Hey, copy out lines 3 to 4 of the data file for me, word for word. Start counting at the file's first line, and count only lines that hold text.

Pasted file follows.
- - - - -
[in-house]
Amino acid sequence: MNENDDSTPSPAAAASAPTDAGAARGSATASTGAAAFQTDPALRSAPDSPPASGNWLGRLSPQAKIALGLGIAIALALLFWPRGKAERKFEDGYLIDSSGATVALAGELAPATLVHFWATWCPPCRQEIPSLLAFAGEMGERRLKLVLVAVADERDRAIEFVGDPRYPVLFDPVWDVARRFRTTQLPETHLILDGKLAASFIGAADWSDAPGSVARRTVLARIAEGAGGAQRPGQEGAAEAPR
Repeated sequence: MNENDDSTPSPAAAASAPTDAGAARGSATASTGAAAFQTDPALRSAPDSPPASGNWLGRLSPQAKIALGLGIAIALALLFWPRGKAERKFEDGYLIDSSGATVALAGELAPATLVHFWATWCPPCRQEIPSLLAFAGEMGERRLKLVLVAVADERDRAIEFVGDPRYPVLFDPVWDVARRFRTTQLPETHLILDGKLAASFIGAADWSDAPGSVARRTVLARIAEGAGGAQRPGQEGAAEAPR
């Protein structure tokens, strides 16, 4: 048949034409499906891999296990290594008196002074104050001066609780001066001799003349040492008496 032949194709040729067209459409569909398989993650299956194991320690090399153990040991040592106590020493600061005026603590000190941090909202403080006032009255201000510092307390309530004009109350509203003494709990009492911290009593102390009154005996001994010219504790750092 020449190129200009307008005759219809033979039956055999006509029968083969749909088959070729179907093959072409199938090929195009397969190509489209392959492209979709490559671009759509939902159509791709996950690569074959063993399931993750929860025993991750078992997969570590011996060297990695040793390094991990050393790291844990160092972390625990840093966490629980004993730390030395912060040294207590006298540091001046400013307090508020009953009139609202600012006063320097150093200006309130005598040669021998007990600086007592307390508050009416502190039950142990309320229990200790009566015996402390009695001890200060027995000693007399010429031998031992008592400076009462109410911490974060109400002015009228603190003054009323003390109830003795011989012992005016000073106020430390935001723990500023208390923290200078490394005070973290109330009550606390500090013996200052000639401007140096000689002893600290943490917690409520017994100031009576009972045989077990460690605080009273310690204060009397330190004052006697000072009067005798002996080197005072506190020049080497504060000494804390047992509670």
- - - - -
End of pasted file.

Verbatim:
Repeated sequence: MNENDDSTPSPAAAASAPTDAGAARGSATASTGAAAFQTDPALRSAPDSPPASGNWLGRLSPQAKIALGLGIAIALALLFWPRGKAERKFEDGYLIDSSGATVALAGELAPATLVHFWATWCPPCRQEIPSLLAFAGEMGERRLKLVLVAVADERDRAIEFVGDPRYPVLFDPVWDVARRFRTTQLPETHLILDGKLAASFIGAADWSDAPGSVARRTVLARIAEGAGGAQRPGQEGAAEAPR
């Protein structure tokens, strides 16, 4: 048949034409499906891999296990290594008196002074104050001066609780001066001799003349040492008496 032949194709040729067209459409569909398989993650299956194991320690090399153990040991040592106590020493600061005026603590000190941090909202403080006032009255201000510092307390309530004009109350509203003494709990009492911290009593102390009154005996001994010219504790750092 020449190129200009307008005759219809033979039956055999006509029968083969749909088959070729179907093959072409199938090929195009397969190509489209392959492209979709490559671009759509939902159509791709996950690569074959063993399931993750929860025993991750078992997969570590011996060297990695040793390094991990050393790291844990160092972390625990840093966490629980004993730390030395912060040294207590006298540091001046400013307090508020009953009139609202600012006063320097150093200006309130005598040669021998007990600086007592307390508050009416502190039950142990309320229990200790009566015996402390009695001890200060027995000693007399010429031998031992008592400076009462109410911490974060109400002015009228603190003054009323003390109830003795011989012992005016000073106020430390935001723990500023208390923290200078490394005070973290109330009550606390500090013996200052000639401007140096000689002893600290943490917690409520017994100031009576009972045989077990460690605080009273310690204060009397330190004052006697000072009067005798002996080197005072506190020049080497504060000494804390047992509670």